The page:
[ ] Fix handrails securely to walls and posts. You should be able to bear your entire weight on the handrail without damaging the handrail.

Seating–modify, buy, or build

While looking for ways to modify, buy, or build suitable seating for older people–I ran across this: http://www.wfu.edu/~marshap/MattErin.htm

And the conclusions (but not yet specific enough)–

Based on displacement and velocity data of the study participant, one could speculate that rising from the rocking chair was a more difficult task than rising from the standard chair. The lower and more posteriorly slanted seat of the rocking chair and the more forward movement of the knees during the rocking chair condition contributed to greater hip, knee, and ankle flexion (Wheeler et al., 1984; Rodosky et al., 1991). Larger torques at lower extremity joints likely occurred as a result, and more knee extensor muscle activation would be necessary during the extension phase (Wheeler et al., 1984). Using arm supports on rocking chairs would help to decrease joint torques (Bahrami et al., 2000). While greater momentum is generated in the rocking chair, quicker completion of the sit-to-stand transfer does not imply less stress on the joints. While rocking chairs may be comfortable for sitting, they do not provide the best conditions for standing up. For those who lead sedentary lifestyles, the elderly, or those with limited lower extremity range of motion, chair types other than rocking chairs would help to facilitate the sit-to-stand movement.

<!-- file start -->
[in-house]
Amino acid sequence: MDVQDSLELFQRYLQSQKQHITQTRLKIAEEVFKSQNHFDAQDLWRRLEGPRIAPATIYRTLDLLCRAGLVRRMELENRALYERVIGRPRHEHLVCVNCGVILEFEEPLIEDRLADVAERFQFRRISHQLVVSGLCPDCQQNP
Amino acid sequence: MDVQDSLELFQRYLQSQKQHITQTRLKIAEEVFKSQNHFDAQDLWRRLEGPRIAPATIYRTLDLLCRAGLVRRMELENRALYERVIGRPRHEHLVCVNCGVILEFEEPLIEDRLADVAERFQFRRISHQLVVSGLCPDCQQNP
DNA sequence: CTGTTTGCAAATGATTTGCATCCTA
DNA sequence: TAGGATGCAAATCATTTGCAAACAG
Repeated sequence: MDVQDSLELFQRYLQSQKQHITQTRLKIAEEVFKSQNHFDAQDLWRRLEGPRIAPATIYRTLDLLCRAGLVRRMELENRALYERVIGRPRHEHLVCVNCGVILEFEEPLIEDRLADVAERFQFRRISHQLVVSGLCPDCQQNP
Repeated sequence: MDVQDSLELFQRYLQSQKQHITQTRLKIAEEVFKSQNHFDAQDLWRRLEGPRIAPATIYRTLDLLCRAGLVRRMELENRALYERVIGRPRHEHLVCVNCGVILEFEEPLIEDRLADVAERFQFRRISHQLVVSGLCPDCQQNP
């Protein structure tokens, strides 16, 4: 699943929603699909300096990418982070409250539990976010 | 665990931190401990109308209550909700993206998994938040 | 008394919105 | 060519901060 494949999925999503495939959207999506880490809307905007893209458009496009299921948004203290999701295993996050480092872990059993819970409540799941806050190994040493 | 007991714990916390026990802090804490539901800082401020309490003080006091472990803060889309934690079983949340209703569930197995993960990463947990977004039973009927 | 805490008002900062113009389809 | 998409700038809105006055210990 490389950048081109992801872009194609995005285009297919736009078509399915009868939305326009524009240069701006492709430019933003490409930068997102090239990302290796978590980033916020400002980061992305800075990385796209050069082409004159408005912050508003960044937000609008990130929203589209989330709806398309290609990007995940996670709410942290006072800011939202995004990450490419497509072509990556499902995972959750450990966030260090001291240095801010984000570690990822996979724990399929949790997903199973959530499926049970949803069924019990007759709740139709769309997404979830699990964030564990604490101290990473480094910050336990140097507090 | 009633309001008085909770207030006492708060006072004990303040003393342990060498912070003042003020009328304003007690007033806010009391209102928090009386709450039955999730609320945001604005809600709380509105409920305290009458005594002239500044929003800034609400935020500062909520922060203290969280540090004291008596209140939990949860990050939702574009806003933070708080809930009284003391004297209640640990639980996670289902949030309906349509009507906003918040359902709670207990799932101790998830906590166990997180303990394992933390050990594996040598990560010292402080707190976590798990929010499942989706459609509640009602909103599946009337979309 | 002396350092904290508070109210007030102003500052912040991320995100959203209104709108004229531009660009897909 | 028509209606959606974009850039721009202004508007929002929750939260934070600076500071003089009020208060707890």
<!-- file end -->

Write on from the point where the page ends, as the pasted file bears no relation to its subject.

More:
Activity and exercise

Canadian Centre for Activity and Aging.
http://www.uwo.ca/actage/index2.htm
To develop, encourage and promote an active, healthy lifestyle for Canadian adults that will enhance the dignity of the aging process.

They have a HOME SUPPORT EXERCISE PROGRAM which various senior centers have modifed for local use.
http://www.uwo.ca/actage/new/home.htm


O’Folks (off their rocker)

Old age isn't a disease.

Arctic sunset